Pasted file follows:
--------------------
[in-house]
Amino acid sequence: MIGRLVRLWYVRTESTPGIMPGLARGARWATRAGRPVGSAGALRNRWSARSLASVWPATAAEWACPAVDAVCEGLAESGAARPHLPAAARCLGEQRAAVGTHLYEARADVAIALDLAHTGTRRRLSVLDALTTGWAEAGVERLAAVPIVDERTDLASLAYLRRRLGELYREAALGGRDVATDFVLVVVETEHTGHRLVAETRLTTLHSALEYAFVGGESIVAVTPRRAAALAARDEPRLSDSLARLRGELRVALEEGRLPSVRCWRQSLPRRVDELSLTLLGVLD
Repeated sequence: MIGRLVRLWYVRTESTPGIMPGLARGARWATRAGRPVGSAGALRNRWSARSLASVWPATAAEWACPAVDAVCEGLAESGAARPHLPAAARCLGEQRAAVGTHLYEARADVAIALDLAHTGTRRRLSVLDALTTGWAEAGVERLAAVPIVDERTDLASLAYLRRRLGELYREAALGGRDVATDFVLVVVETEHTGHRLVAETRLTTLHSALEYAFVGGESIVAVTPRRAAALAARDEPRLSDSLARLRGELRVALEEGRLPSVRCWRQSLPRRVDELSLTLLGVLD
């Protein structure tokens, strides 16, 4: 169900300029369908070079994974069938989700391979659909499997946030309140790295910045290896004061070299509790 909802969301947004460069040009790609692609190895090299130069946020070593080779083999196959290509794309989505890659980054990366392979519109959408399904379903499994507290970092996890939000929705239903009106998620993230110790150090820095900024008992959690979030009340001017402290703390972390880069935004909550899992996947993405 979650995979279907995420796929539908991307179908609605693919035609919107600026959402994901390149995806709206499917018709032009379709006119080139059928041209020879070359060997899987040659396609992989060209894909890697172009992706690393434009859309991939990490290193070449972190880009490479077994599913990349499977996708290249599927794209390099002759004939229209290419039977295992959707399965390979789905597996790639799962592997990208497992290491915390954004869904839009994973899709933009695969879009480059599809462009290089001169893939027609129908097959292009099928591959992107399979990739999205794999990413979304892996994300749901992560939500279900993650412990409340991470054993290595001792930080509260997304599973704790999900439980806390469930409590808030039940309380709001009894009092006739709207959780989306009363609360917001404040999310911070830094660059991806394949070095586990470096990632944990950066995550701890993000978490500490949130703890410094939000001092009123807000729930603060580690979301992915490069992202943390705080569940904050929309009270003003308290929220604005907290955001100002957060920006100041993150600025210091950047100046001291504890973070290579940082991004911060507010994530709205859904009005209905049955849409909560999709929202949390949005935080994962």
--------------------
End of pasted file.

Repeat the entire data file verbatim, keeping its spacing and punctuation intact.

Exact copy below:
[in-house]
Amino acid sequence: MIGRLVRLWYVRTESTPGIMPGLARGARWATRAGRPVGSAGALRNRWSARSLASVWPATAAEWACPAVDAVCEGLAESGAARPHLPAAARCLGEQRAAVGTHLYEARADVAIALDLAHTGTRRRLSVLDALTTGWAEAGVERLAAVPIVDERTDLASLAYLRRRLGELYREAALGGRDVATDFVLVVVETEHTGHRLVAETRLTTLHSALEYAFVGGESIVAVTPRRAAALAARDEPRLSDSLARLRGELRVALEEGRLPSVRCWRQSLPRRVDELSLTLLGVLD
Repeated sequence: MIGRLVRLWYVRTESTPGIMPGLARGARWATRAGRPVGSAGALRNRWSARSLASVWPATAAEWACPAVDAVCEGLAESGAARPHLPAAARCLGEQRAAVGTHLYEARADVAIALDLAHTGTRRRLSVLDALTTGWAEAGVERLAAVPIVDERTDLASLAYLRRRLGELYREAALGGRDVATDFVLVVVETEHTGHRLVAETRLTTLHSALEYAFVGGESIVAVTPRRAAALAARDEPRLSDSLARLRGELRVALEEGRLPSVRCWRQSLPRRVDELSLTLLGVLD
């Protein structure tokens, strides 16, 4: 169900300029369908070079994974069938989700391979659909499997946030309140790295910045290896004061070299509790 909802969301947004460069040009790609692609190895090299130069946020070593080779083999196959290509794309989505890659980054990366392979519109959408399904379903499994507290970092996890939000929705239903009106998620993230110790150090820095900024008992959690979030009340001017402290703390972390880069935004909550899992996947993405 979650995979279907995420796929539908991307179908609605693919035609919107600026959402994901390149995806709206499917018709032009379709006119080139059928041209020879070359060997899987040659396609992989060209894909890697172009992706690393434009859309991939990490290193070449972190880009490479077994599913990349499977996708290249599927794209390099002759004939229209290419039977295992959707399965390979789905597996790639799962592997990208497992290491915390954004869904839009994973899709933009695969879009480059599809462009290089001169893939027609129908097959292009099928591959992107399979990739999205794999990413979304892996994300749901992560939500279900993650412990409340991470054993290595001792930080509260997304599973704790999900439980806390469930409590808030039940309380709001009894009092006739709207959780989306009363609360917001404040999310911070830094660059991806394949070095586990470096990632944990950066995550701890993000978490500490949130703890410094939000001092009123807000729930603060580690979301992915490069992202943390705080569940904050929309009270003003308290929220604005907290955001100002957060920006100041993150600025210091950047100046001291504890973070290579940082991004911060507010994530709205859904009005209905049955849409909560999709929202949390949005935080994962």